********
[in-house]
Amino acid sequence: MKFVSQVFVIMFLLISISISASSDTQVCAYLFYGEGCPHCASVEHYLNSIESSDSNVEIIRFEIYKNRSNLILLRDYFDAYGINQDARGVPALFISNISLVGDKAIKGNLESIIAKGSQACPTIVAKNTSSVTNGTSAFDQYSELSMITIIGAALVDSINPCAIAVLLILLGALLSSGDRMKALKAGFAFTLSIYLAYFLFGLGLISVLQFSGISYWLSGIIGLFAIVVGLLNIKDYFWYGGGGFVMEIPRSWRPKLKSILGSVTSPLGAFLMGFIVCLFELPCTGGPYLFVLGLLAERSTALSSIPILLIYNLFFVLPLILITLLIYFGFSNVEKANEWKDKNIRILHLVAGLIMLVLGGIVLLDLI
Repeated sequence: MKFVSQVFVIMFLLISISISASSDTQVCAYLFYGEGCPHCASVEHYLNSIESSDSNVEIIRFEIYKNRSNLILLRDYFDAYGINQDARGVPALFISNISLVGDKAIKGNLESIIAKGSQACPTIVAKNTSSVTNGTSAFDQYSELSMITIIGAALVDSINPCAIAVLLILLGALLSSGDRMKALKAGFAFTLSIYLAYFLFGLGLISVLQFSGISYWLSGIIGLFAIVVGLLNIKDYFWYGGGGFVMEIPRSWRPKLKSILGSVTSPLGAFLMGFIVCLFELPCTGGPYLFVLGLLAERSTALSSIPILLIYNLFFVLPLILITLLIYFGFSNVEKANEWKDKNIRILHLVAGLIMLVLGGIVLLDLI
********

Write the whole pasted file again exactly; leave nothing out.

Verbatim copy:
[in-house]
Amino acid sequence: MKFVSQVFVIMFLLISISISASSDTQVCAYLFYGEGCPHCASVEHYLNSIESSDSNVEIIRFEIYKNRSNLILLRDYFDAYGINQDARGVPALFISNISLVGDKAIKGNLESIIAKGSQACPTIVAKNTSSVTNGTSAFDQYSELSMITIIGAALVDSINPCAIAVLLILLGALLSSGDRMKALKAGFAFTLSIYLAYFLFGLGLISVLQFSGISYWLSGIIGLFAIVVGLLNIKDYFWYGGGGFVMEIPRSWRPKLKSILGSVTSPLGAFLMGFIVCLFELPCTGGPYLFVLGLLAERSTALSSIPILLIYNLFFVLPLILITLLIYFGFSNVEKANEWKDKNIRILHLVAGLIMLVLGGIVLLDLI
Repeated sequence: MKFVSQVFVIMFLLISISISASSDTQVCAYLFYGEGCPHCASVEHYLNSIESSDSNVEIIRFEIYKNRSNLILLRDYFDAYGINQDARGVPALFISNISLVGDKAIKGNLESIIAKGSQACPTIVAKNTSSVTNGTSAFDQYSELSMITIIGAALVDSINPCAIAVLLILLGALLSSGDRMKALKAGFAFTLSIYLAYFLFGLGLISVLQFSGISYWLSGIIGLFAIVVGLLNIKDYFWYGGGGFVMEIPRSWRPKLKSILGSVTSPLGAFLMGFIVCLFELPCTGGPYLFVLGLLAERSTALSSIPILLIYNLFFVLPLILITLLIYFGFSNVEKANEWKDKNIRILHLVAGLIMLVLGGIVLLDLI